Chrome zero-day: “This exploit is in the wild”, so check your version now


Google’s latest Chrome update is out, and this time the company hasn’t minced its words about one of the two security patches it includes:

Google is aware that an exploit for CVE-2023-3079 exists in the wild.

There’s no two-degrees-of-separation verbiage, as we’ve often seen from Google before, to say that the company “is aware of reports” of an exploit.

This time, it’s “we are aware of it all by ourselves”, which translates even more bluntly into “we know that crooks are abusing this as we speak”, given that the bug report came directly from Google’s own Threat Research Group.

As usual, this implies that Google was investigating an active attack (whether against Google itself, or some external organisation, we don’t know) in which Chrome had been pwned by a previously unknown security hole.

The bug is described simply as: Type Confusion in V8. (Understandably, Google’s not saying more than that at this stage.)

As we’ve explained before, a type confusion bug happens when you supply a program with a chunk of data that it’s supposed to parse, validate, process and and act upon in one way…

…but you later manage to trick the program into interpreting the data in a different, unauthorised, unvalidated, and potentially dangerous way.

Type confusion dangers explained

Imagine that you’re writing a program in C. (It doesn’t matter whether you know C or not, you can just follow along anyway.)

In C, you usually declare variables individually, thus not only reserving memory where they can be stored, but also signalling to the program how those variables are supposed to be used.

For example:

  long long int JulianDayNumber;
  signed char*  CustomerName;

The first variable declaration reserves 64 bits for storing a plain old integer value representing the astromonomical day number. (In case you’re wondering, this afternoon is JDN 23157 – Julian Days start at noon, not midnight, because astronomers often work at night, with midnight being the middle of their working day.)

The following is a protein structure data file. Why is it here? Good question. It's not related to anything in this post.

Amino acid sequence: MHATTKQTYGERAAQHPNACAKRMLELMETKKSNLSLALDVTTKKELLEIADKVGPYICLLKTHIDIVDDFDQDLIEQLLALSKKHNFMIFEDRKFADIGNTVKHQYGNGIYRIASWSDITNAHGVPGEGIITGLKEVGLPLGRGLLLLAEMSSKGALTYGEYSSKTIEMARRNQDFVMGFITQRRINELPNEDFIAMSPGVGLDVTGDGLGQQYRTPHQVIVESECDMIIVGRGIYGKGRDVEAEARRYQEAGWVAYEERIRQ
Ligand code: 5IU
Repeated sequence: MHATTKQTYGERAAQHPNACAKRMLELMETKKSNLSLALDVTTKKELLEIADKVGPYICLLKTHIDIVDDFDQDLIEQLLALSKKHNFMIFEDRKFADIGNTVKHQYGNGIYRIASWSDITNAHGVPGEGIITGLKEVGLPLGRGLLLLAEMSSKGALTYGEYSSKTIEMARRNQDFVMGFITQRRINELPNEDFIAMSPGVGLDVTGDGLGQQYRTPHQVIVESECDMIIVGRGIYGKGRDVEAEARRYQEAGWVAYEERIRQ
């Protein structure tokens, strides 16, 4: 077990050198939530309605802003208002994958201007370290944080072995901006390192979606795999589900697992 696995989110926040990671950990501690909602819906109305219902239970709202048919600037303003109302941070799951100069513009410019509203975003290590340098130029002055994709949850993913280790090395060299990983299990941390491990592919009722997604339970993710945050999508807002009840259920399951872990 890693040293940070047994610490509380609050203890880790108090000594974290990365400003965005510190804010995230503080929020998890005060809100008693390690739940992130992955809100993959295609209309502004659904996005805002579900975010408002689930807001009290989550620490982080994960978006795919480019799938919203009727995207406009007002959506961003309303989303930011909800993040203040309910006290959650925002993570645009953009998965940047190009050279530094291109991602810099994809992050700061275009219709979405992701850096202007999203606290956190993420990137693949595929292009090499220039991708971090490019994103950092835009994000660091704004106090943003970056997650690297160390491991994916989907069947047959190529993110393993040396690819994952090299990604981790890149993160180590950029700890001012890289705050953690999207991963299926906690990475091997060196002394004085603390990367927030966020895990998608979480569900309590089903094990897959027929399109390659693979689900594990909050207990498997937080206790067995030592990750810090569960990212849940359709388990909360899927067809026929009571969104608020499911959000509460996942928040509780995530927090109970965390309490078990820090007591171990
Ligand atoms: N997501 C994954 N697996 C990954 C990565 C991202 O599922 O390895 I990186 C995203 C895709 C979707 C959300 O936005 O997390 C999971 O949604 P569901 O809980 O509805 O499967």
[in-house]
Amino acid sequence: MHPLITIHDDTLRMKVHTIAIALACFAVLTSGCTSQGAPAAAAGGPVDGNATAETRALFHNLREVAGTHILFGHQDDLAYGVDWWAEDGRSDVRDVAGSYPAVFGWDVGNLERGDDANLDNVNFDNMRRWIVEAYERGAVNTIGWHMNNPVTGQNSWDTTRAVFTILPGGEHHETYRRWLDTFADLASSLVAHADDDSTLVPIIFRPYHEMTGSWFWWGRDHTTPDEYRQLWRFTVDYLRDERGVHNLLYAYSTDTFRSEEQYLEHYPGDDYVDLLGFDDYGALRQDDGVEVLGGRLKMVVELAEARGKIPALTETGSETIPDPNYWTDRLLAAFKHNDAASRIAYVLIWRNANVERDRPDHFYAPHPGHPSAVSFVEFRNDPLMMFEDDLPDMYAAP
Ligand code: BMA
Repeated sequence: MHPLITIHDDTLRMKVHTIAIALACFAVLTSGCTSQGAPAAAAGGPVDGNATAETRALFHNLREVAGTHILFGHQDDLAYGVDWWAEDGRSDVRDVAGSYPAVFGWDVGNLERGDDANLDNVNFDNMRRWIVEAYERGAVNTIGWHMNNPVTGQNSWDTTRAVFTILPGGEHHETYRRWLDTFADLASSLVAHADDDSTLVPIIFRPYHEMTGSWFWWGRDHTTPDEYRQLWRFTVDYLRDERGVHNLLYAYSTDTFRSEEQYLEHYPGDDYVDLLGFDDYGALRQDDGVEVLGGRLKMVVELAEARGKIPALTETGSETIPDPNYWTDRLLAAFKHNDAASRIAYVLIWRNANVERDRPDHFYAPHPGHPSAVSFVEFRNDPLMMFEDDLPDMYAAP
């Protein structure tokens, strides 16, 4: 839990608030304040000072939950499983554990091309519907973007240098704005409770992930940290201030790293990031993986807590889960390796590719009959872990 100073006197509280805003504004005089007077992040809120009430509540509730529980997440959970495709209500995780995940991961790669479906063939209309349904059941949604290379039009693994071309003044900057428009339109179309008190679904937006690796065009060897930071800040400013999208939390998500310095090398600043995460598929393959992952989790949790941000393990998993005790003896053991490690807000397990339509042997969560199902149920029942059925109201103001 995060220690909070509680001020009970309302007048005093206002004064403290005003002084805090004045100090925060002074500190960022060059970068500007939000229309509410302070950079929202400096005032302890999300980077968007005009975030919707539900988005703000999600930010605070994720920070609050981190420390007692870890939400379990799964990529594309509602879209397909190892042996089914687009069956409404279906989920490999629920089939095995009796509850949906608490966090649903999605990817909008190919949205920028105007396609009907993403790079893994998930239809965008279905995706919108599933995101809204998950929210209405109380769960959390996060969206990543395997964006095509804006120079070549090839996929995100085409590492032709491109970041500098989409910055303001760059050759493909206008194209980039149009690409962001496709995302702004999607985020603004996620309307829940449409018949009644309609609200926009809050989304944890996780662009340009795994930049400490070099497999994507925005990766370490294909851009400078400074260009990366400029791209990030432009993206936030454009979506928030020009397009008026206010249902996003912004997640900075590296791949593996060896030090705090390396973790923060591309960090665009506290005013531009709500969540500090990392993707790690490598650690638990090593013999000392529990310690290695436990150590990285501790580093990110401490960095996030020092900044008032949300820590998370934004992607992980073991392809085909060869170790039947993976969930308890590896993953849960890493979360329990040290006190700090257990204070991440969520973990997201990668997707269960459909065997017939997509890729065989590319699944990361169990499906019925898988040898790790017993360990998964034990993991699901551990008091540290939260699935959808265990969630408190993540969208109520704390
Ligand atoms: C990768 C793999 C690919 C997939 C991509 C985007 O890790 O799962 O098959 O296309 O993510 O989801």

The second reserves 64 bits for storing a memory address where the text string of a customer’s name can be found.

As you can imagine, you’d better not mix up these two values, because a number that makes sense, and is safe, to use as a day number, such as 23157, would almost certainly be unsafe to use as a memory address.

As you can see from this memory dump of a running Windows program, the lowest memory address that’s allocated for use starts at 0x00370000, which is 3,604,480 in decimal, way larger than any sensible day number.

The actual memory addresses used by Windows vary randomly over time, to make your memory layout harder for crooks to guess, so if you were to run the same program, you’d get values, but they’ll nevertheless be similar:

And (although it’s off the bottom of the image above) the memory addresses of the runtime user data section when this program ran from 0x01130000 to 0x01134FFF, representing the unlikely date range of 22 July 44631 to 16 August 44687.

Indeed, if you try to mix those two variables up, the compiler should try to warn you, for example like this:

  JulianDayNumber = CustomerName;
  CustomerName = JulianDayNumber;

  warning: assignment makes integer from pointer without a cast
  warning: assignment makes pointer from integer without a cast

Now, if you’ve ever programmed in C, you’ll know that for convenience, you can declare variables with multiple different interpretations using the union keyword, like this:

  union {
    long long int JulianDayNumer;
    signed char*  CustomerName;
  } data;

You can now reference exactly the same variable in memory in two different ways.